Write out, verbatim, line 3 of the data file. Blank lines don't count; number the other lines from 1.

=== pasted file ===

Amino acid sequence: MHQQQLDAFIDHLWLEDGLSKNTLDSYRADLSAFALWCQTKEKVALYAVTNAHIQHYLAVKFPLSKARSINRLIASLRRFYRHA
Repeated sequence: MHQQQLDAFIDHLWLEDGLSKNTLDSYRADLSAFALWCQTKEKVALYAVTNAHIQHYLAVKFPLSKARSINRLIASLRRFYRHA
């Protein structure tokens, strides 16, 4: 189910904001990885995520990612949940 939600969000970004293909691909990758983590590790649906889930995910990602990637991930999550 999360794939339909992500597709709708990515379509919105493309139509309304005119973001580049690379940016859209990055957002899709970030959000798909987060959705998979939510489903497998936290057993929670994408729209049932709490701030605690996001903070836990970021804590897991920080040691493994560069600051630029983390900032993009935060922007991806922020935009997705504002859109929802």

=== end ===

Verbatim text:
């Protein structure tokens, strides 16, 4: 189910904001990885995520990612949940 939600969000970004293909691909990758983590590790649906889930995910990602990637991930999550 999360794939339909992500597709709708990515379509919105493309139509309304005119973001580049690379940016859209990055957002899709970030959000798909987060959705998979939510489903497998936290057993929670994408729209049932709490701030605690996001903070836990970021804590897991920080040691493994560069600051630029983390900032993009935060922007991806922020935009997705504002859109929802």